• DO accept your child’s inherited physical endowments. Nobody, thank goodness, is physically perfect. So encourage your child to accept his or her physical appearance. Children are acutely self-conscious about their physical selves-a girl might be embarrassed by her large nose, a boy about his pimples. Your child might even hate the very qualities you find adorable-his big ears, or her curly hair-so convey your acceptance of his or her physical endowments. You might be quite proud of your child just the way he is. But does your child know this? He needs to, even when nothing out of the ordinary is happening. Remind him every day that you support him, and show him the same through your actions.
  • DO be open and available. Are you approachable? When you are working at home, watching television, or doing housework, is your body language telling your child that you don’t want to be bothered? Or are you showing her that you will listen if she has a problem? Of course, there are times when you are doing something important or taking care of your own needs. You can’t be accessible twenty-four hours a day, and you don’t have to be a problem-solver all the time, but you do need to be someone your child can count on to talk to when the need arises. It will help her just to know you’re there, ready to listen and not judge. If a child perceives that a parent is too busy, disinterested, or annoyed to hear her, then her problems, no matter how trivial they may seem to adults, may overwhelm her.
  • DO recognize and applaud effort. Did your child bungle an art project? Miss a ground ball in a baseball game? Spill a mixing bowl while trying to make cake batter? You know that the effort he puts into the activity is far more important than the success or failure of it, but he probably doesn’t know that. So tell him! Even better than saying, “That’s okay, it’s the effort that counts,” would be to say, “I’m proud of you for trying to make a cake; most kids your age would never tackle that. And you got the ingredients just right!” or “I can see that you threw away the art project you started. I’m sorry you didn’t like it. But I’m proud that you took on such a difficult task.”
  • DO be receptive and helpful with your child’s personal problems, and seek help from professionals when appropriate. It takes only a few minutes each day to ask how your child feels and then listen attentively to what he or she says. Instead of asking general questions about school activities, for example, you could try drawing out your child to see if there are any personal problems you are unaware of. So instead of asking, “How was school today?” you might ask, “Was school better today? Yesterday you said that your teacher kept you in during recess. Did you go out today?” If the answer is yes or no, try to ask more leading questions, such as “What changed today that made things better (or worse)?” and then continue from there. Or, instead of asking, “Did you do your homework?” try asking something like “You said last week that you had a history report due. How is it coming?” If it seems that things are not going well, you may want to offer help or suggest some alternative strategies such as after-school assistance or engaging the services of a capable teenager or professional tutor.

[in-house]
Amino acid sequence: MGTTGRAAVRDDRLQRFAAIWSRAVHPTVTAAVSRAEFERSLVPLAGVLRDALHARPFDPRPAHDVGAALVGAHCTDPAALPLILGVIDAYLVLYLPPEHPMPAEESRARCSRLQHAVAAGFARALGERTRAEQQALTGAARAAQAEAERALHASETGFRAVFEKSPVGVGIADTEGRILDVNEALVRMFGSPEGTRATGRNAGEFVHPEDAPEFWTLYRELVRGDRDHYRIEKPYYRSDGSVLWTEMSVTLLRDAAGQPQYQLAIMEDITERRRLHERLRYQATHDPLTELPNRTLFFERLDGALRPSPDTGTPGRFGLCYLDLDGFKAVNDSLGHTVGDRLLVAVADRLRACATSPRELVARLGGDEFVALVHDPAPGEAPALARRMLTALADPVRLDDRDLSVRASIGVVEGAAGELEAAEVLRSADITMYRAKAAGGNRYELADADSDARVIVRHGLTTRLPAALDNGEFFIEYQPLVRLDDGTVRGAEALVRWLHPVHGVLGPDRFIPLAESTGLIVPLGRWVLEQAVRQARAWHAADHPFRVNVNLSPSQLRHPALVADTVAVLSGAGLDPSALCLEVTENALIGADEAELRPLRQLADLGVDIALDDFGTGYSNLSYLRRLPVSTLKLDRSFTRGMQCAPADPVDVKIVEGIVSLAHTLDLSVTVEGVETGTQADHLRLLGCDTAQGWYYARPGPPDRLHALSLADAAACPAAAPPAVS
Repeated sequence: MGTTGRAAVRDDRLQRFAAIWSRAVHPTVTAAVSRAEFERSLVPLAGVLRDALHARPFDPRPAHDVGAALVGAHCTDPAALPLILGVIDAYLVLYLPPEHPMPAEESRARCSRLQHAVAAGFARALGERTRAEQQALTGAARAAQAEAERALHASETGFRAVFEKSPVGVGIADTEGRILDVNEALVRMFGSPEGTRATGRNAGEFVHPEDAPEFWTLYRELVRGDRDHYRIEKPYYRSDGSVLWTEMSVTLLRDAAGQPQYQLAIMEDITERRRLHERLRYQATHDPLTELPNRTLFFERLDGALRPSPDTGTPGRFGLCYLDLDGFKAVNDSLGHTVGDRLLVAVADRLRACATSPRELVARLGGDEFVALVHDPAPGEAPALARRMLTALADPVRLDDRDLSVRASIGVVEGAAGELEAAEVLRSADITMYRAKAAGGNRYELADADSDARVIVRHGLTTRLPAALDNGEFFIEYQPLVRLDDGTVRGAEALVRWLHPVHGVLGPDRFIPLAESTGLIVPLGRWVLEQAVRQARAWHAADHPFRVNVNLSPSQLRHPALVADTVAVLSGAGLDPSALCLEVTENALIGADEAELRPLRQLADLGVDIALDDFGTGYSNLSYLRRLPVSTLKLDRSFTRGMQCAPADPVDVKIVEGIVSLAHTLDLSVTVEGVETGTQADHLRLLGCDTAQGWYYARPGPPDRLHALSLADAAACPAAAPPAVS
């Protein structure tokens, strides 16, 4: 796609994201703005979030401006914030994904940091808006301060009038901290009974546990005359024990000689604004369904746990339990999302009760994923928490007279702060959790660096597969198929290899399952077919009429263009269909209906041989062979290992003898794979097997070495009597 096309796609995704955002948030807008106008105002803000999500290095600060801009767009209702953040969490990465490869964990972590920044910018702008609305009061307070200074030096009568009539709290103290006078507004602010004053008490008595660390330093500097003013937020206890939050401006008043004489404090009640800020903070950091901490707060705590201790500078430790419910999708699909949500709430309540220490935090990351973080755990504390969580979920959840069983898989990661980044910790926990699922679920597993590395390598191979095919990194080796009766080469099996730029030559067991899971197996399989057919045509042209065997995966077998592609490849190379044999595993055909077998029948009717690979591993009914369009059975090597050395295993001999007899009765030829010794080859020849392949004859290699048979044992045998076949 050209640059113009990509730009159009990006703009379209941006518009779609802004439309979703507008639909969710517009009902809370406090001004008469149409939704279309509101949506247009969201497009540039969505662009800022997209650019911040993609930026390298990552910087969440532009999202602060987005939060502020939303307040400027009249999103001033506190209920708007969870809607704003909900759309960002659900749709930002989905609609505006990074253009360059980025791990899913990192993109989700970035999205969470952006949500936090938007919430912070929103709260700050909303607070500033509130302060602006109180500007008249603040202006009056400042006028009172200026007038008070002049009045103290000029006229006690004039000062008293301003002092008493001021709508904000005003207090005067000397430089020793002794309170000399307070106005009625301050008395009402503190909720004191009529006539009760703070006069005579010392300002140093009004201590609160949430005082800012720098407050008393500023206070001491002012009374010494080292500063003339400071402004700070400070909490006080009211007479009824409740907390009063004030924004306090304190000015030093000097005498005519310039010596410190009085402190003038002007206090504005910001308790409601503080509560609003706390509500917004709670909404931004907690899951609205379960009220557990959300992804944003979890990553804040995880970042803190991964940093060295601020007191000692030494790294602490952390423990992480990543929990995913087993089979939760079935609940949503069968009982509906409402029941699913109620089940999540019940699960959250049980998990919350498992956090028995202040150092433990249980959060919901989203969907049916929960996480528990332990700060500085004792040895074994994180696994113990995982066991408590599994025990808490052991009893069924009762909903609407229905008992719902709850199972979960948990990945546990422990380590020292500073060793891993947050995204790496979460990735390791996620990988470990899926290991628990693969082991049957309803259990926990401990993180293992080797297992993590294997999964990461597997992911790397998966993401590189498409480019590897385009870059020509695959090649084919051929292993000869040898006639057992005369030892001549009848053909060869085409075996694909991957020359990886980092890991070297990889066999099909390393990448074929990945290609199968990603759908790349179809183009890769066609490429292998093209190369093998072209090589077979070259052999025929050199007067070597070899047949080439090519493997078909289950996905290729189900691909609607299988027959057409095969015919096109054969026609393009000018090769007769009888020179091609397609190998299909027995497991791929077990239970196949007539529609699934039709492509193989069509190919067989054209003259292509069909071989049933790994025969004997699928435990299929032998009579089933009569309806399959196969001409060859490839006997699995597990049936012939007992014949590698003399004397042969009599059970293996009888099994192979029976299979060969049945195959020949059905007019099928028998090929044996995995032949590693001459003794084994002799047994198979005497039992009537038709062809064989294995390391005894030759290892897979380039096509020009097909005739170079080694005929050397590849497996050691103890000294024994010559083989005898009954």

• DO offer opportunities to pursue individual interests. Your child can’t find areas to explore her individuality if she is not exposed to different activities. When notices for clubs or sports leagues are posted or handed out in school, encourage your child to enroll if she shows an interest. And get her presents that suit her interests. If she is interested in building, why buy her dolls? Children are often scared to try new things. By encouraging (but not forcing) them to try out new activities, we can help them discover areas in which they may express their individuality.
  • DO encourage your child to evaluate the opinions and values of others instead of submissively adopting them. It’s a sign of low self-esteem when a child accepts without question other people’s ideas and values. Encourage your child to weigh each situation instead of mindlessly going along with the decisions or opinions of others. At the same time, encourage him to seek support for his own ideas. This way, your child will learn to determine whether or not a value or opinion is of worth to him, and thereby gain power over his own decisions. This will help his self-esteem as a child, and will serve him well when he is older, when more potentially damaging ideas (such as drug use, sex, or prejudice, for example) will be presented to him.

 RESPECT

 Let’s turn to the third step, respect. Respect your child and she will learn to respect you. This old tale, “The King and His Sons,” says it well.

One rainy day, the king took a walk with his two children. He held an umbrella in each hand to cover and protect each child. A bystander approached and said, “Why are you protecting your children from the rain? You are the king! They should be protecting you.” His highness sagely replied, “If I do not show them respect, how will they learn to respect me? How will they learn to respect others? How will they learn to respect themselves?”